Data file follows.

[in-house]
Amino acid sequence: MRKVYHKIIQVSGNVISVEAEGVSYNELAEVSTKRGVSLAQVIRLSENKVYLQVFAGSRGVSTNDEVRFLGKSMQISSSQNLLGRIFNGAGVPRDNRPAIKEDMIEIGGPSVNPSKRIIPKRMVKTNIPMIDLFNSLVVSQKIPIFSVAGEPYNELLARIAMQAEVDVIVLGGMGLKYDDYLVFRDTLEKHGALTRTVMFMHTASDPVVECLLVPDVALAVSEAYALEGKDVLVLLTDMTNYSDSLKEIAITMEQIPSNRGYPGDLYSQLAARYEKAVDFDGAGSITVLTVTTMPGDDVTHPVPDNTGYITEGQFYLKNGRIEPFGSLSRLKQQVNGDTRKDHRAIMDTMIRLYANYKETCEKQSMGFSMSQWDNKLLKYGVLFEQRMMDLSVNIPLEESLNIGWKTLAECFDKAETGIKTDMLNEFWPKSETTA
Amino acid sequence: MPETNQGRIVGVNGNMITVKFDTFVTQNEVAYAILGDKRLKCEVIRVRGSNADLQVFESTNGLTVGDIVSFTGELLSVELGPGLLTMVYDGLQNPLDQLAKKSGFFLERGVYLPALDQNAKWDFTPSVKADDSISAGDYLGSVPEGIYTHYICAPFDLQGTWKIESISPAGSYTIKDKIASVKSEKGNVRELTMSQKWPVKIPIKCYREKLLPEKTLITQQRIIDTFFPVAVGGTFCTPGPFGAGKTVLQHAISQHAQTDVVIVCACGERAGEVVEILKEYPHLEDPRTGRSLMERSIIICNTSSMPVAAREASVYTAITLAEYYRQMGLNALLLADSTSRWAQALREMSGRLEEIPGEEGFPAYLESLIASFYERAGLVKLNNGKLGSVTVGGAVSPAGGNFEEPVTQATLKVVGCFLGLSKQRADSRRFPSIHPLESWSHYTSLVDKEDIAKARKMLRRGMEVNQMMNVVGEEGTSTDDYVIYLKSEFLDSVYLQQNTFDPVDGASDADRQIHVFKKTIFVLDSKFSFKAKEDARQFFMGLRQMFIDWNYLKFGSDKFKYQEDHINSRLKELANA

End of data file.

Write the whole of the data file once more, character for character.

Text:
[in-house]
Amino acid sequence: MRKVYHKIIQVSGNVISVEAEGVSYNELAEVSTKRGVSLAQVIRLSENKVYLQVFAGSRGVSTNDEVRFLGKSMQISSSQNLLGRIFNGAGVPRDNRPAIKEDMIEIGGPSVNPSKRIIPKRMVKTNIPMIDLFNSLVVSQKIPIFSVAGEPYNELLARIAMQAEVDVIVLGGMGLKYDDYLVFRDTLEKHGALTRTVMFMHTASDPVVECLLVPDVALAVSEAYALEGKDVLVLLTDMTNYSDSLKEIAITMEQIPSNRGYPGDLYSQLAARYEKAVDFDGAGSITVLTVTTMPGDDVTHPVPDNTGYITEGQFYLKNGRIEPFGSLSRLKQQVNGDTRKDHRAIMDTMIRLYANYKETCEKQSMGFSMSQWDNKLLKYGVLFEQRMMDLSVNIPLEESLNIGWKTLAECFDKAETGIKTDMLNEFWPKSETTA
Amino acid sequence: MPETNQGRIVGVNGNMITVKFDTFVTQNEVAYAILGDKRLKCEVIRVRGSNADLQVFESTNGLTVGDIVSFTGELLSVELGPGLLTMVYDGLQNPLDQLAKKSGFFLERGVYLPALDQNAKWDFTPSVKADDSISAGDYLGSVPEGIYTHYICAPFDLQGTWKIESISPAGSYTIKDKIASVKSEKGNVRELTMSQKWPVKIPIKCYREKLLPEKTLITQQRIIDTFFPVAVGGTFCTPGPFGAGKTVLQHAISQHAQTDVVIVCACGERAGEVVEILKEYPHLEDPRTGRSLMERSIIICNTSSMPVAAREASVYTAITLAEYYRQMGLNALLLADSTSRWAQALREMSGRLEEIPGEEGFPAYLESLIASFYERAGLVKLNNGKLGSVTVGGAVSPAGGNFEEPVTQATLKVVGCFLGLSKQRADSRRFPSIHPLESWSHYTSLVDKEDIAKARKMLRRGMEVNQMMNVVGEEGTSTDDYVIYLKSEFLDSVYLQQNTFDPVDGASDADRQIHVFKKTIFVLDSKFSFKAKEDARQFFMGLRQMFIDWNYLKFGSDKFKYQEDHINSRLKELANA